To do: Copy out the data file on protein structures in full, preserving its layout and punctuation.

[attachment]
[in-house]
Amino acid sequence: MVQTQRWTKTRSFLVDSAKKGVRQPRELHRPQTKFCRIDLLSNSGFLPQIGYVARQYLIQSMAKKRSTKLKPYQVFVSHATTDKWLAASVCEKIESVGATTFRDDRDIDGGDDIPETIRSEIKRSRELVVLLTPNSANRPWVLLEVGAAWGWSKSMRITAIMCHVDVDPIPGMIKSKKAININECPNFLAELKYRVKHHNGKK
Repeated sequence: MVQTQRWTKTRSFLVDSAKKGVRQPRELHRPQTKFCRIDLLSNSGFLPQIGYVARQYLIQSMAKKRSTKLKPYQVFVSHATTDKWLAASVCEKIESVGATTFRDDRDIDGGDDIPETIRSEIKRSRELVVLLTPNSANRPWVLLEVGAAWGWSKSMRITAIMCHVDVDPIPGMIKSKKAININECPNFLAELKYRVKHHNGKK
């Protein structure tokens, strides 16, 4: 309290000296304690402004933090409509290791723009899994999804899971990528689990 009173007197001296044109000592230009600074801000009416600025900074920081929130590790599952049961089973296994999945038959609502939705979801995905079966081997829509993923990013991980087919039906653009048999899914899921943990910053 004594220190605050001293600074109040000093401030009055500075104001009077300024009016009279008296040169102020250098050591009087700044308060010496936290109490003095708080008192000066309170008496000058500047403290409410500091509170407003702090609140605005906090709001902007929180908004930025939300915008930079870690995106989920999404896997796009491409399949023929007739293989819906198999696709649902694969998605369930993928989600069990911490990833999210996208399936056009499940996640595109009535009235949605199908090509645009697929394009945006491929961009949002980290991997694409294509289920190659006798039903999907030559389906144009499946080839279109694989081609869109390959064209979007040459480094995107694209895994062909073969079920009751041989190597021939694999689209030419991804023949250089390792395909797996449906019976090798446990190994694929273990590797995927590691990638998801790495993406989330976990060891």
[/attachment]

[in-house]
Amino acid sequence: MVQTQRWTKTRSFLVDSAKKGVRQPRELHRPQTKFCRIDLLSNSGFLPQIGYVARQYLIQSMAKKRSTKLKPYQVFVSHATTDKWLAASVCEKIESVGATTFRDDRDIDGGDDIPETIRSEIKRSRELVVLLTPNSANRPWVLLEVGAAWGWSKSMRITAIMCHVDVDPIPGMIKSKKAININECPNFLAELKYRVKHHNGKK
Repeated sequence: MVQTQRWTKTRSFLVDSAKKGVRQPRELHRPQTKFCRIDLLSNSGFLPQIGYVARQYLIQSMAKKRSTKLKPYQVFVSHATTDKWLAASVCEKIESVGATTFRDDRDIDGGDDIPETIRSEIKRSRELVVLLTPNSANRPWVLLEVGAAWGWSKSMRITAIMCHVDVDPIPGMIKSKKAININECPNFLAELKYRVKHHNGKK
């Protein structure tokens, strides 16, 4: 309290000296304690402004933090409509290791723009899994999804899971990528689990 009173007197001296044109000592230009600074801000009416600025900074920081929130590790599952049961089973296994999945038959609502939705979801995905079966081997829509993923990013991980087919039906653009048999899914899921943990910053 004594220190605050001293600074109040000093401030009055500075104001009077300024009016009279008296040169102020250098050591009087700044308060010496936290109490003095708080008192000066309170008496000058500047403290409410500091509170407003702090609140605005906090709001902007929180908004930025939300915008930079870690995106989920999404896997796009491409399949023929007739293989819906198999696709649902694969998605369930993928989600069990911490990833999210996208399936056009499940996640595109009535009235949605199908090509645009697929394009945006491929961009949002980290991997694409294509289920190659006798039903999907030559389906144009499946080839279109694989081609869109390959064209979007040459480094995107694209895994062909073969079920009751041989190597021939694999689209030419991804023949250089390792395909797996449906019976090798446990190994694929273990590797995927590691990638998801790495993406989330976990060891």